State House parties got ministers marrying second wives, mpangos
State House Nairobi was the venue of many government balls, and founding President Mzee Jomo Kenyatta extended party invitations to his Cabinet.
A majority of them were accompanied by their wives. Most of these women were married before their husbands ‘fell into things,’ including state jobs, security detail, stretch limos, overseas trips, a taste for mzungu fashion, easy access to loans and invitation to state bashes with dignitaries in attendance.
Kenyatta’s Cabinet ministers were thus embarrassed by their countrified women – in manner and dress.
Their wives were a far cry from expectations and dictates of high society. They were not accustomed to foxtrot dances or holding wine glasses, and their views of the world was limited to mountainous countryside full of tea bushes and livestock.
To remedy the situation, most waheshimiwa married younger, better – educated and more suave wives.
For those who stuck with wife number one, a polished woman was sought to sandpaper them.
Nyiva Mwendwa, the wife of the then Chief Justice, was tasked with the unenviable duty of ensuring the wives dispensed with calico dresses and protruding petticoats, as Duncan Ndegwa informs us in his 2009 memoirs, Walking in Kenyatta Struggles: My Story.
The first off the block to learn etiquette was First Lady Mama Ngina Kenyatta. Nyiva, the first woman Cabinet minister in Kenya, spent many hours at State House tutoring her on which dresses to wear and how to rock skirt suits for different occasions.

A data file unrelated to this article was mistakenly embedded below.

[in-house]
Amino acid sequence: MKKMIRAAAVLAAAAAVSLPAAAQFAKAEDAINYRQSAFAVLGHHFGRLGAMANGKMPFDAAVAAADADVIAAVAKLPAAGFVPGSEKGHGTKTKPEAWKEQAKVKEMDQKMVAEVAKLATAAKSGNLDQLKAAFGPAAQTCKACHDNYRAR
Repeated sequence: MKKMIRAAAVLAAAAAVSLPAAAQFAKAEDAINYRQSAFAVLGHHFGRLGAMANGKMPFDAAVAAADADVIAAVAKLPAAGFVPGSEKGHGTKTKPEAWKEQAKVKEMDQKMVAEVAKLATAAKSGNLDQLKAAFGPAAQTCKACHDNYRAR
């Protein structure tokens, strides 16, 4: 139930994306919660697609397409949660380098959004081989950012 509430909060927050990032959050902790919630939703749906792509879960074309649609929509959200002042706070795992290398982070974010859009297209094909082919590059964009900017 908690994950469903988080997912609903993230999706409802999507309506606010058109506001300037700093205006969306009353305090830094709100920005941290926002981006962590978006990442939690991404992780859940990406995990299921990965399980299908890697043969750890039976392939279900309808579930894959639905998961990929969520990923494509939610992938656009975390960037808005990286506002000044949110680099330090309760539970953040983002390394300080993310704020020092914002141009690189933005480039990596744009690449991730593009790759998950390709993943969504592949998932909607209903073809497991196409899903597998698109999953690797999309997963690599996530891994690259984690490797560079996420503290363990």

But there was a problem: Mama Ngina loved trouser suits, which Kenyatta hated!
There were also other sideshows, which had nothing to do with countrified women, but personal tastes of Kenya’s first attorney-general Charles Njonjo, then a bachelor.
Njonjo was the government’s adviser on legal issues and Kenyatta – being from the old school era – was uncomfortable being advised by a bachelor!
Kenyatta thoroughly enjoyed the sideshows starring Njonjo and Margaret Wanjiru Koinange, the matron-in-chief who was head over heels smitten by the dapper dresser with a penchant for lunchtime wine sessions while working barefoot in the office.
Wanjiru was a scion of the Koinange family, where Kenyatta had sourced his third wife. The Koinanges were also neighbours to the Njonjos in Kabete, but that did not mean Njonjo had the hots for the matron-in-chief. He had sworn he’d marry a mzungu woman when the marital push came to shove.
While at State House together, Kenyatta often pretended Wanjiru was on the line enquiring whether Njonjo was around, much to the AG’s discomfiture, which tickled Kenyatta uncontrollably.